Shall I go this way first?

Or shall I go that way?

Perhaps a beverage while I consider my options....

I'm delighted to see so many bees at work, both at home and in the open areas within the woodlands. I tried to get some pictures of the bees on the goldenrod yesterday. Piper helped by coming to heel while I fiddled with the camera, so the bees wouldn't fly off as she raced by.

Okay, here we are. Holding perfectly still. Looking at a bee.

Remind me why we're doing this?

This is why, Piper!

At one point, a bee I was photographing suddenly lifted off from the flower several feet in front of us, and flew straight to another flower right next to me. And directly over Piper's head.

Good girl, Piper! You are a pro!

We seem to be back to grey skies, humidity and looming rain today, but so far the air is refreshingly cool - perfect temperature for the heavier seasonal tasks that have been sidelined for the past week and more. This is a weekend when a lot must be done. So glad we got out for a purely entertaining wander yesterday. Piper does me the great favor of making walks in the woods a Priority Item, when I might otherwise think there are more important things to be done.

I would be wrong.
Here's hoping your weekend will be highlighted with moments of pure joy.

Thursday, September 5, 2013

oh, beans!

Yesterday I picked the first of the beans.


These are the heirloom pole beans from Sow True Seed, kindly sent to me by Tipper at Blind Pig and the Acorn as part of a planting project. I wrote about it here.

Since this was an experiment, I did 3 small plantings, in 2 locations, working around a stretch of very wet weather. First, on 31 May, I planted a short row of ten beans by goat barn. These seeds were presoaked to give them a headstart on germinating.

In only four days, the cotyledons began to appear. It was tremendously exciting! Really, does this sight ever get old?

The fragments of clean, dried eggshells are intended to deter nibbling animals like mice from marching through the garden in search of the salad bar. Apparently something took a nibble out of the one below anyway, but the plant rose above it!

All ten beans germinated, gradually, over a ten-day period. Every morning I went out and counted the beans.

Ha! I became a bean-counter.
Where's my calculator?
Where's my pocket protector? 

This picture was taken 30 June. The baling-twine trellis was an experiment. You may have noticed, most things here are experiments.

A second row of 10 presoaked beans went in along a 6' fence in a new (sunny!) garden spot.

That sun-blocking greenery on the other side of the fence became part of the goats' menu. The goats are excellent gardening helpers, as long as they are on the proper side of the fence.*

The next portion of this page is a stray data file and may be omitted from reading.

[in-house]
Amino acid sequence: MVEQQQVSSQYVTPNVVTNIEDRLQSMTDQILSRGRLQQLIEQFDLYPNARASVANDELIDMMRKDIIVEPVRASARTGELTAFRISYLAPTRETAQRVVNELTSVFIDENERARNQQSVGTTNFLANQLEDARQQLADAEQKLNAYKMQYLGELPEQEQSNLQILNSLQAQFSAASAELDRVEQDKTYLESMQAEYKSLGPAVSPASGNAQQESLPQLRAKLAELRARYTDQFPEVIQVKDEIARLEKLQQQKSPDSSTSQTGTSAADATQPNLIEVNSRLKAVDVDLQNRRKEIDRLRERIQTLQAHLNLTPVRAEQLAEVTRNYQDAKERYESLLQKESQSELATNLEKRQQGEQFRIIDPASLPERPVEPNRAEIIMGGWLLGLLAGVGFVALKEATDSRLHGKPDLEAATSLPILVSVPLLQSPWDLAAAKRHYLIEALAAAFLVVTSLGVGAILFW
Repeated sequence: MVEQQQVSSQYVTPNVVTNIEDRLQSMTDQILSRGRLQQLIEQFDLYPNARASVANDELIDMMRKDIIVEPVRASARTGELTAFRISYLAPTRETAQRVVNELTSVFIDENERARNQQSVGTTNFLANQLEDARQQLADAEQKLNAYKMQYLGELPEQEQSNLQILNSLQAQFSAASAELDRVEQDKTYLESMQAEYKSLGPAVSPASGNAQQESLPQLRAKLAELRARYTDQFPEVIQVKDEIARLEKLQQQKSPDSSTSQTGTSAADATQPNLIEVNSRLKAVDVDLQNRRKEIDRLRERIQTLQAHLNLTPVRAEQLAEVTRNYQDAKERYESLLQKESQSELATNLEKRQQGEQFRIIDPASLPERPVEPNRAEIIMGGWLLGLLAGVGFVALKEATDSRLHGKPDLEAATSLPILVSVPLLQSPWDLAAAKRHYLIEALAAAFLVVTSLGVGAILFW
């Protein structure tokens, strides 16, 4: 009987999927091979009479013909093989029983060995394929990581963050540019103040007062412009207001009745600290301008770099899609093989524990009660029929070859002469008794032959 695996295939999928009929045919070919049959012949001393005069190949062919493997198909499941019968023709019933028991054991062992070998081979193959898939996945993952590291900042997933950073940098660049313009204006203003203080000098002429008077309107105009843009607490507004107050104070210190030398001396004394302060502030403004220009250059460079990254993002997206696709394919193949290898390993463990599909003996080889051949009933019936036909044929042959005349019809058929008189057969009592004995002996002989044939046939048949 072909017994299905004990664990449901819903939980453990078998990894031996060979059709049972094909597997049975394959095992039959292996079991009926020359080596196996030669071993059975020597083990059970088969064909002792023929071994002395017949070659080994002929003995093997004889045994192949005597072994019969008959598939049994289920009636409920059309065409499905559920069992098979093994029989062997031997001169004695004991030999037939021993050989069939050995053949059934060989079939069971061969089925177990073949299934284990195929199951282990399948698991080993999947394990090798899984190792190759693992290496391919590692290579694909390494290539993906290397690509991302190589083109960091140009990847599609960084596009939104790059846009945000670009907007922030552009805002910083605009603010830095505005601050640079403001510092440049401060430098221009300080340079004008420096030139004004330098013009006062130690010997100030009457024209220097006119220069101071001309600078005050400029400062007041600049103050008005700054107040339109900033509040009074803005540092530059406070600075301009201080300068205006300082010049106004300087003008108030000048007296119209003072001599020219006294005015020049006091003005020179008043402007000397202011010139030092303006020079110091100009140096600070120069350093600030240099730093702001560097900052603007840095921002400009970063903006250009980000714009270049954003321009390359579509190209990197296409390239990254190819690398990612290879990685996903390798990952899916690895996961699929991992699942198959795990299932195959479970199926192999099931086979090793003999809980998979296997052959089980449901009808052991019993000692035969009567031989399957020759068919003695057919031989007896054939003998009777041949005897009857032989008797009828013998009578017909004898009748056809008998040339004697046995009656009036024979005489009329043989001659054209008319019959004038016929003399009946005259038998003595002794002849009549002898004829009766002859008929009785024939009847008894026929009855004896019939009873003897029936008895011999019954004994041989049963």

After 9 days, these bean plants began popping up piecemeal over several days, and on the 14th of June, I planted the remaining 20+ seeds along the same fence. These last seeds were not soaked first. To my astonishment, eight days later, they all came up simultaneously. One morning there was a perfect row of beans greeting the sun, where the day before there had been only a line pressed into the ground.

Note to self: skip the presoaking next year!

Another surprise was the luxuriant growth of the planting by the goat barn (you can see the roof in the background), in an area with patchy light:

...compared to the sparse growth of the planting along the fence, in an area chosen because it gets so much sun:

So I have learned a couple of things about how and where to plant my pole beans next year.

Meanwhile, into the kitchen with the first beans!

I wouldn't call them "stringless" exactly...

but I've never minded stringing beans, so maybe I'm not quite as lazy as the "lazy wife" these beans were named for!

But...had they grown too big? Would they be tough?

Steamed them whole...

to accompany a little leftover roast chicken.

Delicious beans!
Meaty, yet tender.
Lovely flavor.

In fact, it's a good thing I took a picture before I started eating - see the steam on the fork? - because otherwise it would have been too late and this would have been a picture of...just chicken.

Fingers crossed for a long, late harvest period. It would be very nice to put up a few packets of these tasty beans for midwinter treats, but it seems more likely every bean will be eaten up long before it can see the inside of a freezer or jar.

I'm already planning where to plant more next year.

Thanks, Tipper! And thanks, Sow True Seeds!

*The day I spent a couple of hours planting onion sets, one of the goats slipped into the garden as I was going out the gate. The goat was in and out of the garden in roughly 12 seconds, but she left a row of deep sharp hoofprints straight down the new row of onions. Little monkey.